Real innovation is rare. The research supports conventional knowledge about the increasing prevalence of social learning spaces to facilitate collaborative and independent learning. The development of teaching and learning spaces within this type of provision is incremental.

The case studies reveal the importance of creating service models to support teaching and learning spaces. These service models demonstrate how academics can use new teaching and learning spaces effectively, including how to make use of teaching technologies. The most progressive service models support high levels of responsibility among students for the management of teaching and learning spaces.

The most compelling new spaces are those that re-engineer the relationship between teaching and research. Spaces have been created to link teaching with research activity between undergraduates and postgraduates, and to facilitate collaboration between students and academics. These spaces mark the development from student centred learning to a research engaged teaching. These spaces support work on curriculum development across the sector, and are sometimes grounded in intellectual debates about the role and nature of higher education in the 21st century.

The research reveals the importance of charismatic individual leadership as a factor in the development of new teaching and learning spaces. In some institutions this role has been formalised as a type of ‘go-between’ management. The extent to which new academic spaces are based on the vision of a particular charismatic individual can undermine the sense of ownership and commitment by other academic staff.

Academic leadership in the development of academic spaces is distributed at all levels of HEIs. Academics are increasingly engaged in the development of new teaching and learning spaces, working with colleagues across disciplines and professions. HEIs are establishing relationships of trust between academics and other key stakeholders. These relationships are facilitated by institutional processes, e.g., ‘walk-arounds’, where groups of academics, IT and estates professionals meet on-site to share ideas about the design of teaching and learning spaces. There is a certain amount of negative stereotyping between academics and estates professionals, with a feeling that both groups speak in different languages and work in different paradigms.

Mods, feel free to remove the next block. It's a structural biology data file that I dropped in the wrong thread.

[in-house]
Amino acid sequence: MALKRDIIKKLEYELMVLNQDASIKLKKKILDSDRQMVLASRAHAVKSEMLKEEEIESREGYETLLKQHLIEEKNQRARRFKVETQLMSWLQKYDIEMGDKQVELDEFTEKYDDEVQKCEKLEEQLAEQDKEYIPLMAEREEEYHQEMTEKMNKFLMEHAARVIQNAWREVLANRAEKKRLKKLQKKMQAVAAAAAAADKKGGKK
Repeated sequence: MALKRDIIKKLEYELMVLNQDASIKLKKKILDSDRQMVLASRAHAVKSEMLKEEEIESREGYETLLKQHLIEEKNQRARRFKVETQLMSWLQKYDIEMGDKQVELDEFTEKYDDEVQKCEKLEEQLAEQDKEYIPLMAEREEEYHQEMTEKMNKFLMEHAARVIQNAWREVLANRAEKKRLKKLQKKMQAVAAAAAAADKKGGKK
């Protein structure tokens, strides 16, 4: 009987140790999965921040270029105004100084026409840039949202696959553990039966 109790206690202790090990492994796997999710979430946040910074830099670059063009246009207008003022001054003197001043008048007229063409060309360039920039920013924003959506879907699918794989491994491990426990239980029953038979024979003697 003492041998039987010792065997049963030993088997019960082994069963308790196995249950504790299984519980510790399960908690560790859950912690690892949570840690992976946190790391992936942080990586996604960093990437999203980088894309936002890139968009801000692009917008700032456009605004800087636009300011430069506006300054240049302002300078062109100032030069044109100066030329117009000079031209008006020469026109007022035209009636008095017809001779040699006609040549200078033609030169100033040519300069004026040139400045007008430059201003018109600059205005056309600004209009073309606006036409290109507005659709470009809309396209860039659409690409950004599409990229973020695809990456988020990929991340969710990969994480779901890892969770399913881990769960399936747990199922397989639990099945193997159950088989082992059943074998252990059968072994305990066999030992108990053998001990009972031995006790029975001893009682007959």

The formal governance structures that characterize university decision – making are not the most appropriate frameworks for generating innovation. Yet committees provide the basis on which decisions are made, connecting teaching and learning objectives with estates priorities, ensuring that strategic objectives are aligned with the broader institutional agendas. The most progressive institutions provide programmes of formal planning that support strategic experimentation.

The research data reveals concern on an over-reliance on informality as a way of generating innovation and experimentation: ‘corridor conversations’ can work against good systems of communication and coherent project and campus planning.

The research reveals the importance of the student voice, yet students feel uncertain of their abilities to fully contribute to debates and discussions about new academic spaces. Students ask for more training and support so that they can be more effective in committees; and for Chairs of committees to be trained in how to work with students. Space does not register highly as an issue that students are much concerned about.

Universities have become very skilled at project management. There are a wide variety of project management models, from the very formal PRINCE2 to more experienced based and even ‘commonsensical’ approaches to project management. Where the expertise is not available in-house then use is made of external project managers.

Universities are well skilled in the use of Post Occupation Evaluations, yet could do more in the way of space evaluation. These evaluations need to look beyond utilisation and occupation to record the effectiveness of teaching and learning spaces, including the ways in which space improves the quality of the student experience as well as levels of student attainment and success.

Universities have established sound processes for user and client groups to contribute to the design of teaching and learning spaces. These groups provide academics with the opportunity to ensure that designs are based on pedagogical principles. Decisions on space design tend to be grounded in previous experience and a knowledge of provision elsewhere in the sector. New spaces are not designed in relation to research on what constitutes effective teaching and learning. The result is a tendency towards conservatism.

New academic spaces can facilitate progressive professional encounters, and be used to generate a greater sense of social engagement, informality and collegiality among staff.